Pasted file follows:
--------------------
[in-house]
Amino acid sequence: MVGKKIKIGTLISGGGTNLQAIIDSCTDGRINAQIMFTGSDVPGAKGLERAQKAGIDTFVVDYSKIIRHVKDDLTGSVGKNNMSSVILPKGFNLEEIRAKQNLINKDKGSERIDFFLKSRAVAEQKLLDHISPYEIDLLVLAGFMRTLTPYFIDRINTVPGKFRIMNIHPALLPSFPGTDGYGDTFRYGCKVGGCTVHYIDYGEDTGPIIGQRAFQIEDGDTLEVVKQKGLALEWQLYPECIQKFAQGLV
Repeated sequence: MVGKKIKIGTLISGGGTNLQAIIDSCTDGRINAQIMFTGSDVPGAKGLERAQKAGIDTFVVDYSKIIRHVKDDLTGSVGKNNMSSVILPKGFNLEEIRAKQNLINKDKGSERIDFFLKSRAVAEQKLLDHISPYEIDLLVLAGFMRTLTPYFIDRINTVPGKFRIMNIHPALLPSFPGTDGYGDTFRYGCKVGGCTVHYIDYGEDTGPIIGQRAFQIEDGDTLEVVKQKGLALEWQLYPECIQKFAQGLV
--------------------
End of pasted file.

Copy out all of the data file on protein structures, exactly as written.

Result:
[in-house]
Amino acid sequence: MVGKKIKIGTLISGGGTNLQAIIDSCTDGRINAQIMFTGSDVPGAKGLERAQKAGIDTFVVDYSKIIRHVKDDLTGSVGKNNMSSVILPKGFNLEEIRAKQNLINKDKGSERIDFFLKSRAVAEQKLLDHISPYEIDLLVLAGFMRTLTPYFIDRINTVPGKFRIMNIHPALLPSFPGTDGYGDTFRYGCKVGGCTVHYIDYGEDTGPIIGQRAFQIEDGDTLEVVKQKGLALEWQLYPECIQKFAQGLV
Repeated sequence: MVGKKIKIGTLISGGGTNLQAIIDSCTDGRINAQIMFTGSDVPGAKGLERAQKAGIDTFVVDYSKIIRHVKDDLTGSVGKNNMSSVILPKGFNLEEIRAKQNLINKDKGSERIDFFLKSRAVAEQKLLDHISPYEIDLLVLAGFMRTLTPYFIDRINTVPGKFRIMNIHPALLPSFPGTDGYGDTFRYGCKVGGCTVHYIDYGEDTGPIIGQRAFQIEDGDTLEVVKQKGLALEWQLYPECIQKFAQGLV